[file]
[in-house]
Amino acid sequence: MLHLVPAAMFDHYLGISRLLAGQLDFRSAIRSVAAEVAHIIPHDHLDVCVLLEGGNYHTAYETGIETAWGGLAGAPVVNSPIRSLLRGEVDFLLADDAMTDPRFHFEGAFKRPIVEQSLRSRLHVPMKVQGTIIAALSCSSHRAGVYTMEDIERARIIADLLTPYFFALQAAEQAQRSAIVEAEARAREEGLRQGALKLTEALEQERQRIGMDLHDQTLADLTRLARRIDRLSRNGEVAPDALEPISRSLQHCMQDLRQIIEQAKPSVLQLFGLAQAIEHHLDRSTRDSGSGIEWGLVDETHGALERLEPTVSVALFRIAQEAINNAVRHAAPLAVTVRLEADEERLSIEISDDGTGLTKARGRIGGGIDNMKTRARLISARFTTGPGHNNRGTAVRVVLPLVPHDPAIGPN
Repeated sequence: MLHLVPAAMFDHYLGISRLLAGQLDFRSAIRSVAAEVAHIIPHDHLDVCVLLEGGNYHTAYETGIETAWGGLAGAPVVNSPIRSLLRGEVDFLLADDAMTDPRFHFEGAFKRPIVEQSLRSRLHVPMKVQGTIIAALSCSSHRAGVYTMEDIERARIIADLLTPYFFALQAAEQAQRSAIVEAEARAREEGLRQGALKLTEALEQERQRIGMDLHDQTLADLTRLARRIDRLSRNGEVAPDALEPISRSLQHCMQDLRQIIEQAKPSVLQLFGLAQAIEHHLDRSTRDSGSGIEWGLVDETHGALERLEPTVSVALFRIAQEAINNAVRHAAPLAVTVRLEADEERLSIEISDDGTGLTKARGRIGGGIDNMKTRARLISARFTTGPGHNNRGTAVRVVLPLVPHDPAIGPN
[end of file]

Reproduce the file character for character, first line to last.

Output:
[in-house]
Amino acid sequence: MLHLVPAAMFDHYLGISRLLAGQLDFRSAIRSVAAEVAHIIPHDHLDVCVLLEGGNYHTAYETGIETAWGGLAGAPVVNSPIRSLLRGEVDFLLADDAMTDPRFHFEGAFKRPIVEQSLRSRLHVPMKVQGTIIAALSCSSHRAGVYTMEDIERARIIADLLTPYFFALQAAEQAQRSAIVEAEARAREEGLRQGALKLTEALEQERQRIGMDLHDQTLADLTRLARRIDRLSRNGEVAPDALEPISRSLQHCMQDLRQIIEQAKPSVLQLFGLAQAIEHHLDRSTRDSGSGIEWGLVDETHGALERLEPTVSVALFRIAQEAINNAVRHAAPLAVTVRLEADEERLSIEISDDGTGLTKARGRIGGGIDNMKTRARLISARFTTGPGHNNRGTAVRVVLPLVPHDPAIGPN
Repeated sequence: MLHLVPAAMFDHYLGISRLLAGQLDFRSAIRSVAAEVAHIIPHDHLDVCVLLEGGNYHTAYETGIETAWGGLAGAPVVNSPIRSLLRGEVDFLLADDAMTDPRFHFEGAFKRPIVEQSLRSRLHVPMKVQGTIIAALSCSSHRAGVYTMEDIERARIIADLLTPYFFALQAAEQAQRSAIVEAEARAREEGLRQGALKLTEALEQERQRIGMDLHDQTLADLTRLARRIDRLSRNGEVAPDALEPISRSLQHCMQDLRQIIEQAKPSVLQLFGLAQAIEHHLDRSTRDSGSGIEWGLVDETHGALERLEPTVSVALFRIAQEAINNAVRHAAPLAVTVRLEADEERLSIEISDDGTGLTKARGRIGGGIDNMKTRARLISARFTTGPGHNNRGTAVRVVLPLVPHDPAIGPN